Clothes left to dry over heat source.

Electrical items left on and unattended and faulty electrical appliances.

Spillages of flammable oils near to heat sources.

Deep fat frying. Use a thermostatically controlled pan. Never leave this type of equipment unattended.

For full details on Fire safety within the kitchen.

Heating and Lighting.

From my own experience it is quite common to see heaters and lighting in close proximity to combustible materials. 

Major causes of fire from heating and lighting -

Placing portable heaters in close proximity to combustible materials and covering air vents on heaters with combustible materials.

Halogen type lighting produces very high heat levels and should always be a distance from combustible materials.

The fire within Windsor Castle in 1992 was caused by a curtain being in contact with a temporarily installed halogen light.

Non intrinsically safe lighting used within a flammable atmosphere. 

Smoking

Smoke-free legislation was introduced in England in 2007, banning smoking in nearly all enclosed workplaces and public spaces, following similar bans in Scotland and Wales. Local authorities are responsible for enforcing the legislation.However there is now more chance of illicit smoking with increased risk.

For details see Fire Safety for Smoking.

Sources of Fuel

The most common source of fuel in most premises is paper and cardboard. I have found this particularly in working environments that involves packing and unpacking goods and large offices.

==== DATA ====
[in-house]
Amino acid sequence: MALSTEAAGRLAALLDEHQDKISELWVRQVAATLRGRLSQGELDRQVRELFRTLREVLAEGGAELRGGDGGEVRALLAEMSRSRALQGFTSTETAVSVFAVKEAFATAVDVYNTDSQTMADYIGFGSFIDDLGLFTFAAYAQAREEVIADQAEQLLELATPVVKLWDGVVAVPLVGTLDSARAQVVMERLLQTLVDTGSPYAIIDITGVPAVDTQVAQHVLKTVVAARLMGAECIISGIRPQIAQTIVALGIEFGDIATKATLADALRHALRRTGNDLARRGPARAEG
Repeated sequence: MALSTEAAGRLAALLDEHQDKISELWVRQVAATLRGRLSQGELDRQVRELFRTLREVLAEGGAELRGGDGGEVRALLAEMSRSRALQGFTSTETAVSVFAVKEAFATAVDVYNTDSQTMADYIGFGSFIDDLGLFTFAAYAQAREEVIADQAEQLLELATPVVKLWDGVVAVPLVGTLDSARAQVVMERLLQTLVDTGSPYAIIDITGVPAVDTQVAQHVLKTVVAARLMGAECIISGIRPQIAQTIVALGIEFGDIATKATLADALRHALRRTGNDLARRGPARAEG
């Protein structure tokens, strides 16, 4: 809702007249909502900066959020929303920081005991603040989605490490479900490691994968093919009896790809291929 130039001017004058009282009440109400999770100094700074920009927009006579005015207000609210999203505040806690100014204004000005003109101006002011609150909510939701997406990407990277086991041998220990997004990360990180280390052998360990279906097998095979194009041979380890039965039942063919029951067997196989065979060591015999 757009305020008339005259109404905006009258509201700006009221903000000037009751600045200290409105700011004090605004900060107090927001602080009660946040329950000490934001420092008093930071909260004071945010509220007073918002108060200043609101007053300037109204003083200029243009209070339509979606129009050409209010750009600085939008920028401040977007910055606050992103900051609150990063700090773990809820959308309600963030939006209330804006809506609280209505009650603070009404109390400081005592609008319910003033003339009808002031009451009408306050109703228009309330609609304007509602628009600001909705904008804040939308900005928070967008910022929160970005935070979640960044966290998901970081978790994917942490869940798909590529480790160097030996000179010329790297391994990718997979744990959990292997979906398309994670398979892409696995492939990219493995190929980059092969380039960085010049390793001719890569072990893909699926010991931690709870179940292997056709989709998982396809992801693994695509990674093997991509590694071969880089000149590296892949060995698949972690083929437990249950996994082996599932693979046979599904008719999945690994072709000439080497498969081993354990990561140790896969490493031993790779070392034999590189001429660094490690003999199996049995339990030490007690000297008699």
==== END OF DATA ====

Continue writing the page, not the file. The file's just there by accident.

For full information see Housekeeping

Fixtures/Fittings and Furniture

Many people including business owners and Fire Safety Professionals do not realise that the Furniture and Furnishings (Fire Safety) Regulations 1988 does not apply to furniture designed for the workplace. Some manufactures of soft furnishings for use in the workplace do voluntarily follow the requirement, even though there is no legal obligation to comply. Inspect your to determine if your soft furnishings comply with the regulations, especially if there are ignition sources in close proximity to the furnishings.

Building Structure Materials

The most common building materials are brick, concrete, metal, timber and sealants. Wood is of course flammable but is dense and requires a large amount of energy to ignite it. Wood structures/fittings that are close to major sources of ignition, for example used for decorative purposes within a restaurant should be treated so as to be fire retardant.

I have often seen flammable builders foam used for fire stopping within structures in error. If a sealant is used within a fire resistant structure for fire stopping ensure it is an intumescent type.

Prevent Arson within the Workplace.

Arson remains the largest single cause of fire in England and Wales and research has estimated that the overall annual cost of arson to the economy in this area is around £2.53 billion. The human cost has also been high. In the last decade there have been around 2.3 million deliberate fires resulting in over 25,000 injuries and over 900 deaths.

In an average week in England, arson results in:-

1600 deliberately set primary fires, 50 injuries, and 2 deaths. There were 4,950 deliberate fires in non-dwelling premises during the 2013-2014 period.

Fire Safety - Dangerous Substances within the Workplace.

Gas cylinders - There are some basic very important requirements when storing gas cylinders within the workplace to minimise the risk of explosion/fire. For full details see Guide to Dangerous Substances.

Flammable liquids/substances.

If your business uses and stores flammable/hazardous substances you will need to adhere to COSHH regulations. For full details see Guide to Dangerous Substances.


Useful Information Links

The Regulatory Reform (Fire Safety) Order 2005 - The full Government document.

The HSE Electrical Safety Information Document